Sunday 25 February 2018

On His Own makes it famous five for Mullins

Jockey Paul Townend with the Thyestes Cup after winning the Goffs Thyestes Handicap Steeplechase on On His Own
Jockey Paul Townend with the Thyestes Cup after winning the Goffs Thyestes Handicap Steeplechase on On His Own
Richard Forristal

Richard Forristal

WILLIE Mullins has further enhanced his status as the most decorated Irish jumps trainer of modern times by emulating his legendary predecessor Tom Dreaper with a fifth Goffs Thyestes Chase triumph courtesy of his returning 2012 hero On His Own.

As a Kilkenny man, the perennial champion has a special affection for the €100,000 Gowran Park feature, which was run in front of an enormous crowd.

Mullins, who completed a sparkling treble on the card, pinpointed the prestigious handicap for four members of his Co Carlow-based juggernaut, with Paul Townend enjoying a first success in the race aboard On His Own after Mullins advised Ruby Walsh to partner Vesper Bell.

As ever, the 2011 champion jockey seized his opportunity with aplomb. He led from flag-fall on his game 10-year-old partner, which galloped and jumped with tremendous zeal.

The well-backed 5/1 favourite Los Amigos, seeking a third Thyestes win for Dreaper's son Jim, was one of a few that tried to challenge from the top of the straight. Fittingly, on this historic occasion, he kept on for second, but On His Own was in a league of his own.

Returned at odds of 12/1, the winner zig-zagged his way up across the track as they crossed the final two fences.

However, his wayward tendency didn't even prompt a stewards' inquiry as he drew readily clear for a six-length rout under 11st 6lbs.

"It was a great ride from Paul and a good performance under that weight," Mullins said of On His Own, a sixth repeat Thyestes victor.

"It's tremendous to be mentioned in the same breath as Tom Dreaper and it's always an honour to win the race – especially with its pot!"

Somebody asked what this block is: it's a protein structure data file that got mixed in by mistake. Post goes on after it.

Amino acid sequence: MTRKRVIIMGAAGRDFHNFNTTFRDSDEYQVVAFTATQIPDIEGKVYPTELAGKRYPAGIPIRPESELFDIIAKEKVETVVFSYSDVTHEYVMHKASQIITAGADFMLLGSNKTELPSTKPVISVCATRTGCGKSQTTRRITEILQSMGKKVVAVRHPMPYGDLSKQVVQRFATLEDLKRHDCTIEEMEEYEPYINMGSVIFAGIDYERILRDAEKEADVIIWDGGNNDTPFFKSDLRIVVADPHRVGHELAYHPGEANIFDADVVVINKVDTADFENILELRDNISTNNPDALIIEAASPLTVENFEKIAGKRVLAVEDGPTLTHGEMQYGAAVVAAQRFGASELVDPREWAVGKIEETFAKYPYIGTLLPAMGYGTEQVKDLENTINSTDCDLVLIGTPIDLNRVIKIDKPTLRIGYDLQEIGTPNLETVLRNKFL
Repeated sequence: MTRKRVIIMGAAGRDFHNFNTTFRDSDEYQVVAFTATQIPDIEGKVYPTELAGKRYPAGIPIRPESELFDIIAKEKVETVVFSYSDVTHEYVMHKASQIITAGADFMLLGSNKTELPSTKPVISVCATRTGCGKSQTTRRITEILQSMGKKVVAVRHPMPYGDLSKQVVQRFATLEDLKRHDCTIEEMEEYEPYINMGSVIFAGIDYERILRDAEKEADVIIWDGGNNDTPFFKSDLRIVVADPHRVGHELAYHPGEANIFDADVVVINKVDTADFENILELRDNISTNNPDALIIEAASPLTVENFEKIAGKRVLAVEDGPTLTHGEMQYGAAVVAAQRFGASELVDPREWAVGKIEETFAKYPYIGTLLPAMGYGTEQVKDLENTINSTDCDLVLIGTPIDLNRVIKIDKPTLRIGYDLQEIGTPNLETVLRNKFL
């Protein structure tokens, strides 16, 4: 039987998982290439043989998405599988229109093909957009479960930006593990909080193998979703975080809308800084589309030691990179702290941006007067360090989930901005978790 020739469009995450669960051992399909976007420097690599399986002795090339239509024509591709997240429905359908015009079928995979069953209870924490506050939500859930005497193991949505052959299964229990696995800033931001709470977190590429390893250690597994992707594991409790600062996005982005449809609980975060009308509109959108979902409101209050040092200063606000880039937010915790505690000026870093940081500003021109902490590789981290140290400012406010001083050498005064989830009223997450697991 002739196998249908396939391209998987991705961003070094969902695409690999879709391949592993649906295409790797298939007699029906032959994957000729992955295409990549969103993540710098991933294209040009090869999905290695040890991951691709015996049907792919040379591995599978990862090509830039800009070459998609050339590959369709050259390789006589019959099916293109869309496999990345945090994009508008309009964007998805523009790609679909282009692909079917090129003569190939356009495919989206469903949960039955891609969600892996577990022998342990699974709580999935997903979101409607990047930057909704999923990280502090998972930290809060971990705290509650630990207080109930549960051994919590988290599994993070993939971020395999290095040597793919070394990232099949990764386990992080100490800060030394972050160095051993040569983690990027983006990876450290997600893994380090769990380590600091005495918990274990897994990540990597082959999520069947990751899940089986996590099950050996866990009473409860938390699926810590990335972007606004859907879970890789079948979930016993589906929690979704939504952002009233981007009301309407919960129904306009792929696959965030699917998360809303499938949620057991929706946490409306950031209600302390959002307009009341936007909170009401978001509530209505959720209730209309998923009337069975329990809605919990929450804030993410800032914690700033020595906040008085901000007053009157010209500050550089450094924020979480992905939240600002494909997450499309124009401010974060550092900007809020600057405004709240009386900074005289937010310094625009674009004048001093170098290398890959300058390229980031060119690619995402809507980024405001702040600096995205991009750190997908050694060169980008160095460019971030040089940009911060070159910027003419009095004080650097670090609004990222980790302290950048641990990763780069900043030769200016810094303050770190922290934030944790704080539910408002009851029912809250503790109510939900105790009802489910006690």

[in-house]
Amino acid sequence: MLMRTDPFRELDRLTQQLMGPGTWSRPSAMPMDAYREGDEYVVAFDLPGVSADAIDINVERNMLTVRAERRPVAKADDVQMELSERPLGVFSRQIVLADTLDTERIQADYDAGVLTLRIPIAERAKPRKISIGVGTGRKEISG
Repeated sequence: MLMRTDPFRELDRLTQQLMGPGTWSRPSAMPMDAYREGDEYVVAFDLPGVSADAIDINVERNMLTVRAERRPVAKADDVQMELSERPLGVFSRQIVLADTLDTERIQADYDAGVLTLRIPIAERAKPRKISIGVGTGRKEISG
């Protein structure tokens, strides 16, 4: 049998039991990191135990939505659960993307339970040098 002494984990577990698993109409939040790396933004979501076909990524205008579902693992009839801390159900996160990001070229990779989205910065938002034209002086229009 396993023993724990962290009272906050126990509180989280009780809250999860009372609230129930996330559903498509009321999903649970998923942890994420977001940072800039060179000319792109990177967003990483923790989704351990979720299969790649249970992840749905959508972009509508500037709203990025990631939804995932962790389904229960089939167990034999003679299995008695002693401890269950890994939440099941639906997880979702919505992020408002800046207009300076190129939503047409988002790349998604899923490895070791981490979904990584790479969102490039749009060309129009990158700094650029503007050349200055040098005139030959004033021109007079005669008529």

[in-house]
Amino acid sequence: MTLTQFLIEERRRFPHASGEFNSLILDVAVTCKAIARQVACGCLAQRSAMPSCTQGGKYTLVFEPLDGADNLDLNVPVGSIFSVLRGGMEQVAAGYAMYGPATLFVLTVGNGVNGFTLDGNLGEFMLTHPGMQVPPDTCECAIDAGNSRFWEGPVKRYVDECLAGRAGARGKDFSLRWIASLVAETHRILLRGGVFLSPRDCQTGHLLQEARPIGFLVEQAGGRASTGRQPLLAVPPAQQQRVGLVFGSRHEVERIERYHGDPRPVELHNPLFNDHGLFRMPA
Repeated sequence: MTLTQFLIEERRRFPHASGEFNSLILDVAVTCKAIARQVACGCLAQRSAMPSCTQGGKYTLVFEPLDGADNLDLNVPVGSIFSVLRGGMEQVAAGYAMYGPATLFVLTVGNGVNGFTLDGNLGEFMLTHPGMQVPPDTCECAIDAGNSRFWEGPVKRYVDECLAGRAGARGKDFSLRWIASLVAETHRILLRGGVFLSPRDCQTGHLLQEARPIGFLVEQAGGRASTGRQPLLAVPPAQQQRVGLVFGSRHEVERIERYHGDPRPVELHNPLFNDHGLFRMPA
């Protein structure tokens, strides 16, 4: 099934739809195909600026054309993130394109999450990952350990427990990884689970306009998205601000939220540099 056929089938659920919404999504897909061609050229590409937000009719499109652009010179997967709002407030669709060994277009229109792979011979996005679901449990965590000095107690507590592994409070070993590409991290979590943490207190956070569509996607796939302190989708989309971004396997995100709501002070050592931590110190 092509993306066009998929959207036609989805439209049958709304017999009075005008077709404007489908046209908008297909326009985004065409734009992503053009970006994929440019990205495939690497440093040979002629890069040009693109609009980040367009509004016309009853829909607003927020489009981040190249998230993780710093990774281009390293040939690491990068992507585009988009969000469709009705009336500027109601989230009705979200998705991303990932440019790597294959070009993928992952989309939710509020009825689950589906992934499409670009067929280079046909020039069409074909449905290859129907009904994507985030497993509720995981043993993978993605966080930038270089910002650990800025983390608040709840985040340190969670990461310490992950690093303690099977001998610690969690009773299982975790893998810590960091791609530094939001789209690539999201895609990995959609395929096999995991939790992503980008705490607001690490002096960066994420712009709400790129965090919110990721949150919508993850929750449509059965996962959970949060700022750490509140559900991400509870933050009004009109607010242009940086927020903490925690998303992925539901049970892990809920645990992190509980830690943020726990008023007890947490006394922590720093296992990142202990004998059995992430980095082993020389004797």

A faller in two Grand National outings, On His Own was left at 33/1 for Aintree glory with Boylesports, though Paddy Power trimmed him to 20/1, possibly acknowledging that he put in a clear round over the altered fences in December's Becher Chase.

"The plan is to go back to Aintree, but we said we wouldn't mind him for it this year," Mullins added.

"That might have been his big pay day for the year now."

Walsh was magnanimous in defeat after Vesper Bell failed to land a blow in ninth – "that's why Willie's second job is a good one" – and Townend explained that he had been trying to keep On His Own out of the worst ground on the inner in the straight when his mount undermined his intentions by fencing to his right.

"He gave me a great spin," the Cork-born rider said.

"We had one miscommunication four-out, but he winged fences apart from that."

Robert Tyner's Oscars Business short-headed Mullins' Balnaslow for third after getting in as first reserve.

Earlier, Walsh chose correctly in the Nugent Spirit 25 Horsebox Hurdle, with the Archie O'Leary-owned Abbyssial (2/9 fav) making it two from two since his arrival from France at the expense of the Townend-ridden Noble Inn.

The strapping four-year-old son of Beneficial galloped relentlessly in the deep ground for a fine pillar-to-post win.

"He is precocious enough for a horse of his size, so I am happy that he is doing what he is doing as he won't come into his own until he goes over fences," Mullins said of Abbyssial, which could skip Cheltenham ahead of a possible French foray later in the season.

In the bumper, his son Patrick completed the stable's 28/1 hat-trick aboard the odds-on Black Hercules in On His Own's Graham Wylie silks.

In the Grade Two Galmoy Hurdle, Mullins odds-on favourite Zaidpour misfired completely.


Mala Beach, third to Zaidpour in Grade One company at Leopardstown over Christmas, took full advantage, reeling in long-time leader Un Beau Matin between the last two flights to give his rider Robbie Colgan a career-best 15th winner of the campaign.

"He is a chaser in the making," Gordon Elliott said of the 100/30 winner, which finished eight lengths clear of stable-mate Un Beau Matin. "He loves plenty of cut so the World Hurdle would only come into the equation if it happened to come up soft at Cheltenham."

Mikey Butler, whose brother Johnny saddled Low Key to anchor the four-legged Barney Curley-style coup on Wednesday, edged the maiden hurdle on Eoin Doyle's The Winkler (7/1/ into 5/1).

Tom Foley's resurgent stable also got among the winners. Backed from 7/1 into 4/1, Foley's Never Enough Time duly made a mockery of his rating by routing the field in the Martinstown Hurdle that his famously shrewd owner JP McManus sponsors.

Irish Independent

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